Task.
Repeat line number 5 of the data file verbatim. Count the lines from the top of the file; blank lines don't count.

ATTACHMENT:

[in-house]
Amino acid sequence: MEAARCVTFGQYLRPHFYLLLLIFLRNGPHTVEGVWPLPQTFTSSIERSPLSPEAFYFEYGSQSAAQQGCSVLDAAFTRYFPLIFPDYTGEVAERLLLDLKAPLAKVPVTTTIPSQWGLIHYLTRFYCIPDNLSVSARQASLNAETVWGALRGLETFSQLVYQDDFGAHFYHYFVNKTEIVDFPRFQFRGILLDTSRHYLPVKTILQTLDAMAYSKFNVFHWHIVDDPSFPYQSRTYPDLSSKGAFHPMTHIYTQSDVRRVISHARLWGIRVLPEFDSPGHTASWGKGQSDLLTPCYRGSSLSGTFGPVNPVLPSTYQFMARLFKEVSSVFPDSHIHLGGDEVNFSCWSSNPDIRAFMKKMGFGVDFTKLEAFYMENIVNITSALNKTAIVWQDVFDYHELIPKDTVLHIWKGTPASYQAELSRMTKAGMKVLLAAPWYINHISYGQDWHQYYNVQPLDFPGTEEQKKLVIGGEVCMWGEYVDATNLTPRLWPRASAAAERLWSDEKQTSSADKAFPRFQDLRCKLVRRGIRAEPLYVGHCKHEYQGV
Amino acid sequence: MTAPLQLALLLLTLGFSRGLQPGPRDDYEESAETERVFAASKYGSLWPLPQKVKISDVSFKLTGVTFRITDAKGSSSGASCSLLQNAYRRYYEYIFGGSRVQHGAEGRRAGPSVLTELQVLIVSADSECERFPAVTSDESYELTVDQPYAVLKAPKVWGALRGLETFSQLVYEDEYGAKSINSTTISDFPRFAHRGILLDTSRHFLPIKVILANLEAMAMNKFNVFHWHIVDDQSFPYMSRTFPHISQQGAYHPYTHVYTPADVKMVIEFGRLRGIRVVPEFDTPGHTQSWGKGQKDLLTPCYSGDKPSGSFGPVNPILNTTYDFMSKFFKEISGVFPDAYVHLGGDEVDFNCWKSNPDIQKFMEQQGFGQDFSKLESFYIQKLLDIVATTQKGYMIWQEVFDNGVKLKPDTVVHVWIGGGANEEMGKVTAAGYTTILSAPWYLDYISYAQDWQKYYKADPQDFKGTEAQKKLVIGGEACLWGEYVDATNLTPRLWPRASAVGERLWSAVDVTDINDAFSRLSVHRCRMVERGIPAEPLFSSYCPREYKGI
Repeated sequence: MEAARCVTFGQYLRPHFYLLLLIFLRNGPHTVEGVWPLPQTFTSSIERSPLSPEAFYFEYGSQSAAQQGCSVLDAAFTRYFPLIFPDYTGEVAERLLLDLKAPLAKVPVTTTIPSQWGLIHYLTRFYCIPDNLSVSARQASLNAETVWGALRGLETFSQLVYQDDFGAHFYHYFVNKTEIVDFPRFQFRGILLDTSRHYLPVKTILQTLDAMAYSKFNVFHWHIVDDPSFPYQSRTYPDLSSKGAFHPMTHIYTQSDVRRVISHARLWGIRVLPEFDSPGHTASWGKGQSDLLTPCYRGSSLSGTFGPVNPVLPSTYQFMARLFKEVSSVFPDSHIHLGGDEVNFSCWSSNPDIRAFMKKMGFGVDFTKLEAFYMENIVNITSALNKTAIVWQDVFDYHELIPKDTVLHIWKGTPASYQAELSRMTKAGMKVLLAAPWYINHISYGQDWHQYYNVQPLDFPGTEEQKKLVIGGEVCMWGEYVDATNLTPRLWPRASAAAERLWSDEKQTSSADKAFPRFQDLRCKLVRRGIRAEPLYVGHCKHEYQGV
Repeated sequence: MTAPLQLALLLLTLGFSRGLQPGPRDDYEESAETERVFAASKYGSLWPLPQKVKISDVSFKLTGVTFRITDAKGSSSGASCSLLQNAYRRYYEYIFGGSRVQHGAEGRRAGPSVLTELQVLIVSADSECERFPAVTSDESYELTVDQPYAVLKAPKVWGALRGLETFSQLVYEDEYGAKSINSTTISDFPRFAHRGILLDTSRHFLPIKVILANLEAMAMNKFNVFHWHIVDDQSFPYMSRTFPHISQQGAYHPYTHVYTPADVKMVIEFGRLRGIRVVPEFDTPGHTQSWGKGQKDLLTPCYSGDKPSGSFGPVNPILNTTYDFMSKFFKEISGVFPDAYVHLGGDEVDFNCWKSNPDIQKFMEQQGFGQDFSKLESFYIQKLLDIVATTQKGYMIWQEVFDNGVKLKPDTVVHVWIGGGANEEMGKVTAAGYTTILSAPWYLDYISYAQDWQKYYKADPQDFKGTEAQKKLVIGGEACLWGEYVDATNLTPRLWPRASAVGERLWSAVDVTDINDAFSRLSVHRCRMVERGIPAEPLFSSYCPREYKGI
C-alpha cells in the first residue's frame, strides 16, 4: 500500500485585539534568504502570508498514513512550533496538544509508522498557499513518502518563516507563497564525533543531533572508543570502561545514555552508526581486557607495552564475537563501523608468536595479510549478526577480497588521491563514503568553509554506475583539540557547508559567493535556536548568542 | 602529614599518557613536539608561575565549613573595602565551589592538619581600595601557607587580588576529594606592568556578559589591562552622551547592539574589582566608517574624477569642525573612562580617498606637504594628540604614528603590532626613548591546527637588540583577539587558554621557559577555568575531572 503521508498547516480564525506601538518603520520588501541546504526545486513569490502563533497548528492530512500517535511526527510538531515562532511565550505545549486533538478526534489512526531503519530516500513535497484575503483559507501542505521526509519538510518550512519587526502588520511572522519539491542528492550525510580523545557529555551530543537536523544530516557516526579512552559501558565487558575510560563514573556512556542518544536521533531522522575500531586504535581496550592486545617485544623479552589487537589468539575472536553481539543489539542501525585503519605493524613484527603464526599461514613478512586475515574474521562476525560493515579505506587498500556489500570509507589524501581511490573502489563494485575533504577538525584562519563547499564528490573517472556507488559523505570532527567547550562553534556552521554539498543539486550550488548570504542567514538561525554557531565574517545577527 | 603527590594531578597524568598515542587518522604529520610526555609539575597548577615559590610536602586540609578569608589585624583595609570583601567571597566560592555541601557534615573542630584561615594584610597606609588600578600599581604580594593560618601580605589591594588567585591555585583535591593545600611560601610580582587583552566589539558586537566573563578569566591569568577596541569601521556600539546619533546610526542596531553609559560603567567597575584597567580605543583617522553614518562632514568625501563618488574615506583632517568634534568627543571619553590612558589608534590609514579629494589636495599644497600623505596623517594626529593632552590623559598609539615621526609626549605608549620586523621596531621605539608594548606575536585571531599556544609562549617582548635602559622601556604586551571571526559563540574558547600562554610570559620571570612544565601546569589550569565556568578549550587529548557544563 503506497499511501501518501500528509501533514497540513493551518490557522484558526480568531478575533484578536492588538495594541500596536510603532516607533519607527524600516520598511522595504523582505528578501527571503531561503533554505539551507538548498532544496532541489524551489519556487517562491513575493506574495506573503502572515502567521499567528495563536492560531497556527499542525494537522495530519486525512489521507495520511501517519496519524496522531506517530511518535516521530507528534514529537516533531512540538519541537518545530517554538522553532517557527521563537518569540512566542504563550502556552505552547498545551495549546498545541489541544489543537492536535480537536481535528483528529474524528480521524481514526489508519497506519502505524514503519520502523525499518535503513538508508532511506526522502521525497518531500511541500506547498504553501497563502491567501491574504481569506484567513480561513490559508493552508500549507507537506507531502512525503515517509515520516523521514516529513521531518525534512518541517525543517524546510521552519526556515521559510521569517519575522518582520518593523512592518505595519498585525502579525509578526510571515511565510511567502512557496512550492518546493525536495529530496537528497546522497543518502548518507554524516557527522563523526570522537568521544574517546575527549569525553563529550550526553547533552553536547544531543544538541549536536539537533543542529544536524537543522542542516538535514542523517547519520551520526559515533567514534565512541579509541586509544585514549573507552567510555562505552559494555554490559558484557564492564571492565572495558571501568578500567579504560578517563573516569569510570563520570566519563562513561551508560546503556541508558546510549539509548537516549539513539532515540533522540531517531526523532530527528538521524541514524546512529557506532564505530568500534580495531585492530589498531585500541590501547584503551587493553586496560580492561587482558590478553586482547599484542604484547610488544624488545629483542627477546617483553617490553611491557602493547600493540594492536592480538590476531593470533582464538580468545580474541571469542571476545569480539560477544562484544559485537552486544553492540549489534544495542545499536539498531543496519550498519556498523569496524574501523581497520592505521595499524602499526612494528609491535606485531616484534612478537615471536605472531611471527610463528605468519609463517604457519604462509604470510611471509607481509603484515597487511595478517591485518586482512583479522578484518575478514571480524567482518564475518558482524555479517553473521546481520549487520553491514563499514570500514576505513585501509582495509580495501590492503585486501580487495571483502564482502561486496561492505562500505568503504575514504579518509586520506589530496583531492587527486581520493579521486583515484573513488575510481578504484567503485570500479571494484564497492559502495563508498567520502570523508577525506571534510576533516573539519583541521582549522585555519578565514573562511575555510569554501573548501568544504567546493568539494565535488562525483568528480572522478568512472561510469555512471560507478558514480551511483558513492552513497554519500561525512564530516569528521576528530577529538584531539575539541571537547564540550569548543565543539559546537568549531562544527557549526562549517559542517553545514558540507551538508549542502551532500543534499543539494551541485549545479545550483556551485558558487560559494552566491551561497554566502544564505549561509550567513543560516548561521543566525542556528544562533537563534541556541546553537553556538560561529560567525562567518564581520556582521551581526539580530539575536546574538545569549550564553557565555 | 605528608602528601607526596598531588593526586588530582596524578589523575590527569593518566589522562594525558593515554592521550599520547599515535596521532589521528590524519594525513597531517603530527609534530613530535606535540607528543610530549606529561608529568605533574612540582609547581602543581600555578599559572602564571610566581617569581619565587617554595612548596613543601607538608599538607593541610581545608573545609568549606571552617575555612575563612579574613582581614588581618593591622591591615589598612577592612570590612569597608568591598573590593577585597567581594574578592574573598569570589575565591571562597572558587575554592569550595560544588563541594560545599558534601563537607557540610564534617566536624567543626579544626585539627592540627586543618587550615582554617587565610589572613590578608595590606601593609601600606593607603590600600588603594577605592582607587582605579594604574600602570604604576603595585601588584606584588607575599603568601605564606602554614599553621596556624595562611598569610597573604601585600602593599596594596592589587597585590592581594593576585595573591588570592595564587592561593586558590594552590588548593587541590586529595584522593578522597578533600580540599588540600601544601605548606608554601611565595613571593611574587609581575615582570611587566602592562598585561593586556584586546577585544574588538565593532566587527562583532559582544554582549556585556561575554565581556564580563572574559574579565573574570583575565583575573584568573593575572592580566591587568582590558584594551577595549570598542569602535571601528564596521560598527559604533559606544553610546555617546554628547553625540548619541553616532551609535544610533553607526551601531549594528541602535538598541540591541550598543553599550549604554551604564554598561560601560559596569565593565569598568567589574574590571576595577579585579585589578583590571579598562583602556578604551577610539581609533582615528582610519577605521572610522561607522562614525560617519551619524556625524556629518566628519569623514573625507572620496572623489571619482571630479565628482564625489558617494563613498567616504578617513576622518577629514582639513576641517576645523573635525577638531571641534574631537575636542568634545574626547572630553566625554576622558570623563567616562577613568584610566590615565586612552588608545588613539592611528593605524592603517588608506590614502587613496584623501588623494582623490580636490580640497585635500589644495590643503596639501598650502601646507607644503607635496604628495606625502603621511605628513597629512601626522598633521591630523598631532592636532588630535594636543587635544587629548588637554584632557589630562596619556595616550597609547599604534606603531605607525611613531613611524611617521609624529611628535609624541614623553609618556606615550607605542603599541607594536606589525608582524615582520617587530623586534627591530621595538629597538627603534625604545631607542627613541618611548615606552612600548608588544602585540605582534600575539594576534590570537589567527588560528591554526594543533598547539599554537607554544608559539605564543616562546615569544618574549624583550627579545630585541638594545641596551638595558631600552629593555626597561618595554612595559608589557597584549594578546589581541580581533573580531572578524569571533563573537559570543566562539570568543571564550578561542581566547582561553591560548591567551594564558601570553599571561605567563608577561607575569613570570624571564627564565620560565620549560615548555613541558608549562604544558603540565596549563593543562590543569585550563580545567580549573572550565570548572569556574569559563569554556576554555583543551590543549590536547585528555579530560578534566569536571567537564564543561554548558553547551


Repeated sequence: MTAPLQLALLLLTLGFSRGLQPGPRDDYEESAETERVFAASKYGSLWPLPQKVKISDVSFKLTGVTFRITDAKGSSSGASCSLLQNAYRRYYEYIFGGSRVQHGAEGRRAGPSVLTELQVLIVSADSECERFPAVTSDESYELTVDQPYAVLKAPKVWGALRGLETFSQLVYEDEYGAKSINSTTISDFPRFAHRGILLDTSRHFLPIKVILANLEAMAMNKFNVFHWHIVDDQSFPYMSRTFPHISQQGAYHPYTHVYTPADVKMVIEFGRLRGIRVVPEFDTPGHTQSWGKGQKDLLTPCYSGDKPSGSFGPVNPILNTTYDFMSKFFKEISGVFPDAYVHLGGDEVDFNCWKSNPDIQKFMEQQGFGQDFSKLESFYIQKLLDIVATTQKGYMIWQEVFDNGVKLKPDTVVHVWIGGGANEEMGKVTAAGYTTILSAPWYLDYISYAQDWQKYYKADPQDFKGTEAQKKLVIGGEACLWGEYVDATNLTPRLWPRASAVGERLWSAVDVTDINDAFSRLSVHRCRMVERGIPAEPLFSSYCPREYKGI